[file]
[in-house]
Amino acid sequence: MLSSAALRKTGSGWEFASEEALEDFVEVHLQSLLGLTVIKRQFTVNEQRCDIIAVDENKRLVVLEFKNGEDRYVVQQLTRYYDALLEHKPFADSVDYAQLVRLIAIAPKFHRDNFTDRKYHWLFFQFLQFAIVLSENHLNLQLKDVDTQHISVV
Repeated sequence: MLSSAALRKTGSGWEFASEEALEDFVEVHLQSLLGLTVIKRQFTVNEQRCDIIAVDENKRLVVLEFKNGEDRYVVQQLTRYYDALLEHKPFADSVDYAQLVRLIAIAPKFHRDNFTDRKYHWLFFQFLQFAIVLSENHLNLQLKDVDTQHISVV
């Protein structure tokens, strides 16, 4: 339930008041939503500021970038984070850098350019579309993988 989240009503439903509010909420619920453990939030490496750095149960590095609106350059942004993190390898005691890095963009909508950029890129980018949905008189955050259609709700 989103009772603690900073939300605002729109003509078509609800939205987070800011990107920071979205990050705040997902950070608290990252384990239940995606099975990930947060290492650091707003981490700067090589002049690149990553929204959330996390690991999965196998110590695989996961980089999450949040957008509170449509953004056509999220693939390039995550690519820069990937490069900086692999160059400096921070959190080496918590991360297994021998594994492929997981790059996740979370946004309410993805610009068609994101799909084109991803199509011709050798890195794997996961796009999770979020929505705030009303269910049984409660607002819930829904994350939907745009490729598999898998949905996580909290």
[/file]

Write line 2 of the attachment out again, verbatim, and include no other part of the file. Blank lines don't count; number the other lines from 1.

Amino acid sequence: MLSSAALRKTGSGWEFASEEALEDFVEVHLQSLLGLTVIKRQFTVNEQRCDIIAVDENKRLVVLEFKNGEDRYVVQQLTRYYDALLEHKPFADSVDYAQLVRLIAIAPKFHRDNFTDRKYHWLFFQFLQFAIVLSENHLNLQLKDVDTQHISVV